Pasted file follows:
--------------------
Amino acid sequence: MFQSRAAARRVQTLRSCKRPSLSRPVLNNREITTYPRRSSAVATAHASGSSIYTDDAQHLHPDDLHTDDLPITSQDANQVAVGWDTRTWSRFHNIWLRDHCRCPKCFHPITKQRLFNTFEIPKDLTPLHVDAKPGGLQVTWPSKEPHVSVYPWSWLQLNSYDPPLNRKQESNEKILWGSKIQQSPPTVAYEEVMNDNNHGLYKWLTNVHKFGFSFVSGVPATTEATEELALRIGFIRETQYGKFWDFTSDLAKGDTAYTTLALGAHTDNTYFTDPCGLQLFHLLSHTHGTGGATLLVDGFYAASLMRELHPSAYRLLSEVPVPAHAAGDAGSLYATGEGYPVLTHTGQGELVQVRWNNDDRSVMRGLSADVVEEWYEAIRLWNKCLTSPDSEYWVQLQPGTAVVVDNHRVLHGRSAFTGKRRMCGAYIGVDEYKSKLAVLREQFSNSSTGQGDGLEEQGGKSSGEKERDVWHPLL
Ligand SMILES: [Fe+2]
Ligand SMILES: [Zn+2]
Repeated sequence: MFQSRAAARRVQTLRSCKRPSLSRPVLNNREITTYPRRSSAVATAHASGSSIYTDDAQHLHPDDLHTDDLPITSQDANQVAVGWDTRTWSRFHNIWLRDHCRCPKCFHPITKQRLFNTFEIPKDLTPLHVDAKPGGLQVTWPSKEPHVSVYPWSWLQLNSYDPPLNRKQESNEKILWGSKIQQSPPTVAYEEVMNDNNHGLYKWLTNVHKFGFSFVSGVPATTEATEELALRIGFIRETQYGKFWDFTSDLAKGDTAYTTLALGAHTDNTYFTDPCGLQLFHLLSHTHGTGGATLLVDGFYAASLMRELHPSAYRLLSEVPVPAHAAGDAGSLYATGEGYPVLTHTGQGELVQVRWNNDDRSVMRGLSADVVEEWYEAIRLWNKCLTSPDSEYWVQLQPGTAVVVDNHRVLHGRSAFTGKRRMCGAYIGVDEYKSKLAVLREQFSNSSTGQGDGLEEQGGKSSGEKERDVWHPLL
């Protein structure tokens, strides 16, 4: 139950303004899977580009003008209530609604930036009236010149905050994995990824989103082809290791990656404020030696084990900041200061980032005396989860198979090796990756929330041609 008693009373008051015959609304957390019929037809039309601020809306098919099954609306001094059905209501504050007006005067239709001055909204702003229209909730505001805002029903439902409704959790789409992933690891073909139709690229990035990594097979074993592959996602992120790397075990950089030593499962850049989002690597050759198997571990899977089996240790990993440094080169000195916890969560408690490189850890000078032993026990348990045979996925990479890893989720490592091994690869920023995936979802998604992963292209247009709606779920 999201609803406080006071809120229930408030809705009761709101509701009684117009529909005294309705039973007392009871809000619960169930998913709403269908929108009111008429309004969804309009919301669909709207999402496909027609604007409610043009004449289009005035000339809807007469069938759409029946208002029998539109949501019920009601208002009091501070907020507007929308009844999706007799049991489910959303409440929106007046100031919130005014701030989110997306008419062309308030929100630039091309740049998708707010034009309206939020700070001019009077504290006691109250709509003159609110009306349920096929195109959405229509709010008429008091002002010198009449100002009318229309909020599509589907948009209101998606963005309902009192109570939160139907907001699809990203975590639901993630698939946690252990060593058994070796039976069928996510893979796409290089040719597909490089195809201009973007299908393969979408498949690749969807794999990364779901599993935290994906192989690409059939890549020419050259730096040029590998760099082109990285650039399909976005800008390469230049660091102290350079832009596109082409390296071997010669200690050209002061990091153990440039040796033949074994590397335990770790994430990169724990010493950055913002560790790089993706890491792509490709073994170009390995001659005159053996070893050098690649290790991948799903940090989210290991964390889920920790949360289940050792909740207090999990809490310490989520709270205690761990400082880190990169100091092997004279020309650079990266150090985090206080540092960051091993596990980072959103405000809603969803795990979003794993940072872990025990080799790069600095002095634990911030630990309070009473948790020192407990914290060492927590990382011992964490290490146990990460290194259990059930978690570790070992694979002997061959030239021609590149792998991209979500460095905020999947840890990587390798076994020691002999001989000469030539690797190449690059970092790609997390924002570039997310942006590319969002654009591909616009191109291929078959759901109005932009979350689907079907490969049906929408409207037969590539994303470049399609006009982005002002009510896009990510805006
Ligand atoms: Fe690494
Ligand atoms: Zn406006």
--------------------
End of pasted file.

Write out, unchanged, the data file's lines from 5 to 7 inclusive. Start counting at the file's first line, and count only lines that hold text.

């Protein structure tokens, strides 16, 4: 139950303004899977580009003008209530609604930036009236010149905050994995990824989103082809290791990656404020030696084990900041200061980032005396989860198979090796990756929330041609 008693009373008051015959609304957390019929037809039309601020809306098919099954609306001094059905209501504050007006005067239709001055909204702003229209909730505001805002029903439902409704959790789409992933690891073909139709690229990035990594097979074993592959996602992120790397075990950089030593499962850049989002690597050759198997571990899977089996240790990993440094080169000195916890969560408690490189850890000078032993026990348990045979996925990479890893989720490592091994690869920023995936979802998604992963292209247009709606779920 999201609803406080006071809120229930408030809705009761709101509701009684117009529909005294309705039973007392009871809000619960169930998913709403269908929108009111008429309004969804309009919301669909709207999402496909027609604007409610043009004449289009005035000339809807007469069938759409029946208002029998539109949501019920009601208002009091501070907020507007929308009844999706007799049991489910959303409440929106007046100031919130005014701030989110997306008419062309308030929100630039091309740049998708707010034009309206939020700070001019009077504290006691109250709509003159609110009306349920096929195109959405229509709010008429008091002002010198009449100002009318229309909020599509589907948009209101998606963005309902009192109570939160139907907001699809990203975590639901993630698939946690252990060593058994070796039976069928996510893979796409290089040719597909490089195809201009973007299908393969979408498949690749969807794999990364779901599993935290994906192989690409059939890549020419050259730096040029590998760099082109990285650039399909976005800008390469230049660091102290350079832009596109082409390296071997010669200690050209002061990091153990440039040796033949074994590397335990770790994430990169724990010493950055913002560790790089993706890491792509490709073994170009390995001659005159053996070893050098690649290790991948799903940090989210290991964390889920920790949360289940050792909740207090999990809490310490989520709270205690761990400082880190990169100091092997004279020309650079990266150090985090206080540092960051091993596990980072959103405000809603969803795990979003794993940072872990025990080799790069600095002095634990911030630990309070009473948790020192407990914290060492927590990382011992964490290490146990990460290194259990059930978690570790070992694979002997061959030239021609590149792998991209979500460095905020999947840890990587390798076994020691002999001989000469030539690797190449690059970092790609997390924002570039997310942006590319969002654009591909616009191109291929078959759901109005932009979350689907079907490969049906929408409207037969590539994303470049399609006009982005002002009510896009990510805006
Ligand atoms: Fe690494
Ligand atoms: Zn406006």